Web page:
Land & Labor Challenges Will Continue. Building materials, labor, land, and capital—all essential resources for new residential development and construction—are, when put all together, straining builders’ ability to develop homes affordably. Each factor is separately undergoing volatility amid global trade disputes, capacity constraint, local land use conflicts, and the negative consequences, in some of housing’s more pricey markets, of tax reform.
Meanwhile, a crackdown on immigration, as well as tariffs on imported lumber, have made it more difficult and expensive for builders to obtain the labor and materials they need to construct homes. That’s especially true in hot urban markets, where land is expensive and zoning is already restrictive.
Solar Energy Continues to Soar. Long a leader and trendsetter in its clean-energy goals, California took a giant step in 2018, becoming the first state to require all new homes to have solar power. The new requirement, to take effect in two years, brings solar power into the mainstream in a way it has never been until now.
A recent study by Deloitte found that 64% of millennial consumers say “increasing the use of solar power” is their No. 1 priority. And as we have already seen, millennials are making up the largest percentage of homebuyers.
Codes Advance and Air Sealing Goes Mainstream. Despite the fact that fewer than 13 states have adopted the 2015 IECC, the 2018 IECC Residential Code continues to make energy efficiency a priority with more air sealing measures, better insulation values for building envelopes and windows, and more realistic HERS/ERI scores.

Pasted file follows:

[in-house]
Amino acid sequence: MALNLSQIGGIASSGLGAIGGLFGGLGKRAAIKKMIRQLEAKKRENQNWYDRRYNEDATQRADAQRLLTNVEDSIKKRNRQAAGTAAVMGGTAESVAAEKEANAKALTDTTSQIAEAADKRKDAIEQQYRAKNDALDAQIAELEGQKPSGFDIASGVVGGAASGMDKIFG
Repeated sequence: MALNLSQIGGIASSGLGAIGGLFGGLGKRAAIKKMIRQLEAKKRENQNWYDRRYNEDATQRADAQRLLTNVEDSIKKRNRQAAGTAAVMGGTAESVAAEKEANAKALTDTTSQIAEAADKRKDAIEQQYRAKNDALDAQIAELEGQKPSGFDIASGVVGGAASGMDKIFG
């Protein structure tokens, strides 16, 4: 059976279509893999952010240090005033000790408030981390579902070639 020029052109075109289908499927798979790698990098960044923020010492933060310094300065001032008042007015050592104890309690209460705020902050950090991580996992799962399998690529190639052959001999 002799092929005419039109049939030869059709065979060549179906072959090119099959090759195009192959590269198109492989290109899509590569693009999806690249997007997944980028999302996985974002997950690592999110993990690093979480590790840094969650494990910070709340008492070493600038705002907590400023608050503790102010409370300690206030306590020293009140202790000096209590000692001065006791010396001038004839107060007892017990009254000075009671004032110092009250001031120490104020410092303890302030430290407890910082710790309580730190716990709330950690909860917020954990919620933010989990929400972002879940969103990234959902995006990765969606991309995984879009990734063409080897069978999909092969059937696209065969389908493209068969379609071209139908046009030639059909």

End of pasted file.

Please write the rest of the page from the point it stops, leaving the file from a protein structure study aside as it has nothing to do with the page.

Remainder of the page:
Added to the mix, there are also new state-specific codes with regional amendments (see Michigan, Florida) that are comparable to 2015 IECC, as well as individual municipalities that have adopted the 2015 code requirements themselves.
However, the pattern of code adoption in the US remains rather confusing. This article discusses how 16 states currently do not have a statewide mandate requiring 2009 IECC.
If you’re curious which version of the IECC has been adopted in your area, the best place to visit is energycodes.gov.
Materials, Mother Nature & Disruptive Innovation. Natural disasters and weather hazards seem to be occurring with greater force and frequency, exposing homes to a severe stress test when it comes to resilience, safety, and durability.
According to Forbes.com, this is creating a mass market for materials such as 3D cementitious sandwich panels that can stand up to wildfires, hurricanes, seismic events, and tornadoes. Also on the radar is 3D printing. Researchers at Oak Ridge National Laboratory debuted this project a few years ago, and are now evaluating the performance of 3D printed molds used to precast concrete facades in a 42-story building!
And let’s not ignore digitally programmed cutting machines called CNC, used to cut structural members of each panelized section of a home. Currently used by off-site home builders Bensonwood Homes, Unity Homes, and Entekra, CNC means precision, speed, and predictability in the building process.
Some insiders believe that 2019/2020 will be the tipping point for the emergence of integrated factory fabrication of major portions of houses prior to assembly on home sites. It’s an idea we’re excited about pursuing, especially as it relates to tape.
What are your top building and construction predictions for 2019??